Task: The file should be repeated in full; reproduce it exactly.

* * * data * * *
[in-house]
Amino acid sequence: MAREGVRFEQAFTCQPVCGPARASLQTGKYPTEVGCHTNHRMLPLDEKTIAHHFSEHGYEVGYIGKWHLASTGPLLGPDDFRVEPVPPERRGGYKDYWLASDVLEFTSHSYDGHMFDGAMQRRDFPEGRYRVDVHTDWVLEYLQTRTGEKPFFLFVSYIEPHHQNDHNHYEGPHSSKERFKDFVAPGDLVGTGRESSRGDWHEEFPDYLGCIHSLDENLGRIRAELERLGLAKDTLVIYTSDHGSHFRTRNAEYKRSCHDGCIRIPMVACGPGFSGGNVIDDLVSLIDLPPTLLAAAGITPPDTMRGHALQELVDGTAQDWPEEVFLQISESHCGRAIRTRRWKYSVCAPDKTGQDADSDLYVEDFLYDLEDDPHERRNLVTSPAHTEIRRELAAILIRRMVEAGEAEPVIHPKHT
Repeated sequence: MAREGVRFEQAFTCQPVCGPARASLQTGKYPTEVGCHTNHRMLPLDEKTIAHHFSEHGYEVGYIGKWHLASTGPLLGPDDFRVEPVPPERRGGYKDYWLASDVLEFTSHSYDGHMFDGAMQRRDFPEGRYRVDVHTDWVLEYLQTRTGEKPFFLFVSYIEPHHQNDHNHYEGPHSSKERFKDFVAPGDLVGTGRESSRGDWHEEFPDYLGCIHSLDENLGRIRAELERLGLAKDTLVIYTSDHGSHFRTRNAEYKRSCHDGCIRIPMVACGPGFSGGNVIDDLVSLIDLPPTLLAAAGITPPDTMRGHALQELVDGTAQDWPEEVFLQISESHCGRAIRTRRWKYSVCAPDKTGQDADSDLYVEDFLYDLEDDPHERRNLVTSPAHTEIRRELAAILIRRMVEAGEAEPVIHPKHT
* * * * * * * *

[in-house]
Amino acid sequence: MAREGVRFEQAFTCQPVCGPARASLQTGKYPTEVGCHTNHRMLPLDEKTIAHHFSEHGYEVGYIGKWHLASTGPLLGPDDFRVEPVPPERRGGYKDYWLASDVLEFTSHSYDGHMFDGAMQRRDFPEGRYRVDVHTDWVLEYLQTRTGEKPFFLFVSYIEPHHQNDHNHYEGPHSSKERFKDFVAPGDLVGTGRESSRGDWHEEFPDYLGCIHSLDENLGRIRAELERLGLAKDTLVIYTSDHGSHFRTRNAEYKRSCHDGCIRIPMVACGPGFSGGNVIDDLVSLIDLPPTLLAAAGITPPDTMRGHALQELVDGTAQDWPEEVFLQISESHCGRAIRTRRWKYSVCAPDKTGQDADSDLYVEDFLYDLEDDPHERRNLVTSPAHTEIRRELAAILIRRMVEAGEAEPVIHPKHT
Repeated sequence: MAREGVRFEQAFTCQPVCGPARASLQTGKYPTEVGCHTNHRMLPLDEKTIAHHFSEHGYEVGYIGKWHLASTGPLLGPDDFRVEPVPPERRGGYKDYWLASDVLEFTSHSYDGHMFDGAMQRRDFPEGRYRVDVHTDWVLEYLQTRTGEKPFFLFVSYIEPHHQNDHNHYEGPHSSKERFKDFVAPGDLVGTGRESSRGDWHEEFPDYLGCIHSLDENLGRIRAELERLGLAKDTLVIYTSDHGSHFRTRNAEYKRSCHDGCIRIPMVACGPGFSGGNVIDDLVSLIDLPPTLLAAAGITPPDTMRGHALQELVDGTAQDWPEEVFLQISESHCGRAIRTRRWKYSVCAPDKTGQDADSDLYVEDFLYDLEDDPHERRNLVTSPAHTEIRRELAAILIRRMVEAGEAEPVIHPKHT